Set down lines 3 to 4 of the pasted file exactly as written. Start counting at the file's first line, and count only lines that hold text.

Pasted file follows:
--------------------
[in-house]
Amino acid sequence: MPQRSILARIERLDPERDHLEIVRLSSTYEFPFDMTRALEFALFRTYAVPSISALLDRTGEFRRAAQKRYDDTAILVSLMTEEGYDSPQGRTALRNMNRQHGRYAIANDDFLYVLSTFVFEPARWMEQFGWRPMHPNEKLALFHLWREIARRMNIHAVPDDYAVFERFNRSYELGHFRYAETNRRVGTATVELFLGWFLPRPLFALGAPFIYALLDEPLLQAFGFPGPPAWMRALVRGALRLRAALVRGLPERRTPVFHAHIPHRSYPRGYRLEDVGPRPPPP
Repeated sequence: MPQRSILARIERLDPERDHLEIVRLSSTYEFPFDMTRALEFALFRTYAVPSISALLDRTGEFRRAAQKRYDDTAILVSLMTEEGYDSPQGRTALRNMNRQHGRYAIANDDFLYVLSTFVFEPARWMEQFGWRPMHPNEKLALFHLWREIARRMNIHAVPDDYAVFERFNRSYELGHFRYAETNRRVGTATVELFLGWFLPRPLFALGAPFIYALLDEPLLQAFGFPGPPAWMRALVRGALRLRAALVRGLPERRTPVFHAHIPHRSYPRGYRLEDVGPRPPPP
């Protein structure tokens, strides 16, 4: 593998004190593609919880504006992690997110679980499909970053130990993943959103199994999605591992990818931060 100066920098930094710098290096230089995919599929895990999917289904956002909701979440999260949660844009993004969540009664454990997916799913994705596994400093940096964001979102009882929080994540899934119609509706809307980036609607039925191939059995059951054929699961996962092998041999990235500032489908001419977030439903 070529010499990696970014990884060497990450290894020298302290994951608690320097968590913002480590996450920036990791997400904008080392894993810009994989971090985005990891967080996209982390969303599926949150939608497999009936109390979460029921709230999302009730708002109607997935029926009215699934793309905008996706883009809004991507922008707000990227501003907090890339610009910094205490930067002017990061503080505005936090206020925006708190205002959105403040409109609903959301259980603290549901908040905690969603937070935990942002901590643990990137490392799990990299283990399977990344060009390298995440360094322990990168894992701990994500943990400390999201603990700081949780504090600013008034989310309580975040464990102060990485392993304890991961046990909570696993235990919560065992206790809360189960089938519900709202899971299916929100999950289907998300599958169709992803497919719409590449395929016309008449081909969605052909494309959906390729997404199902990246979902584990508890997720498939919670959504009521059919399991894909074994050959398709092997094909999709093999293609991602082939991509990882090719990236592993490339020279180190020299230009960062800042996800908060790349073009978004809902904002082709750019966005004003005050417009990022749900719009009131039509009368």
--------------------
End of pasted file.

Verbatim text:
Repeated sequence: MPQRSILARIERLDPERDHLEIVRLSSTYEFPFDMTRALEFALFRTYAVPSISALLDRTGEFRRAAQKRYDDTAILVSLMTEEGYDSPQGRTALRNMNRQHGRYAIANDDFLYVLSTFVFEPARWMEQFGWRPMHPNEKLALFHLWREIARRMNIHAVPDDYAVFERFNRSYELGHFRYAETNRRVGTATVELFLGWFLPRPLFALGAPFIYALLDEPLLQAFGFPGPPAWMRALVRGALRLRAALVRGLPERRTPVFHAHIPHRSYPRGYRLEDVGPRPPPP
């Protein structure tokens, strides 16, 4: 593998004190593609919880504006992690997110679980499909970053130990993943959103199994999605591992990818931060 100066920098930094710098290096230089995919599929895990999917289904956002909701979440999260949660844009993004969540009664454990997916799913994705596994400093940096964001979102009882929080994540899934119609509706809307980036609607039925191939059995059951054929699961996962092998041999990235500032489908001419977030439903 070529010499990696970014990884060497990450290894020298302290994951608690320097968590913002480590996450920036990791997400904008080392894993810009994989971090985005990891967080996209982390969303599926949150939608497999009936109390979460029921709230999302009730708002109607997935029926009215699934793309905008996706883009809004991507922008707000990227501003907090890339610009910094205490930067002017990061503080505005936090206020925006708190205002959105403040409109609903959301259980603290549901908040905690969603937070935990942002901590643990990137490392799990990299283990399977990344060009390298995440360094322990990168894992701990994500943990400390999201603990700081949780504090600013008034989310309580975040464990102060990485392993304890991961046990909570696993235990919560065992206790809360189960089938519900709202899971299916929100999950289907998300599958169709992803497919719409590449395929016309008449081909969605052909494309959906390729997404199902990246979902584990508890997720498939919670959504009521059919399991894909074994050959398709092997094909999709093999293609991602082939991509990882090719990236592993490339020279180190020299230009960062800042996800908060790349073009978004809902904002082709750019966005004003005050417009990022749900719009009131039509009368």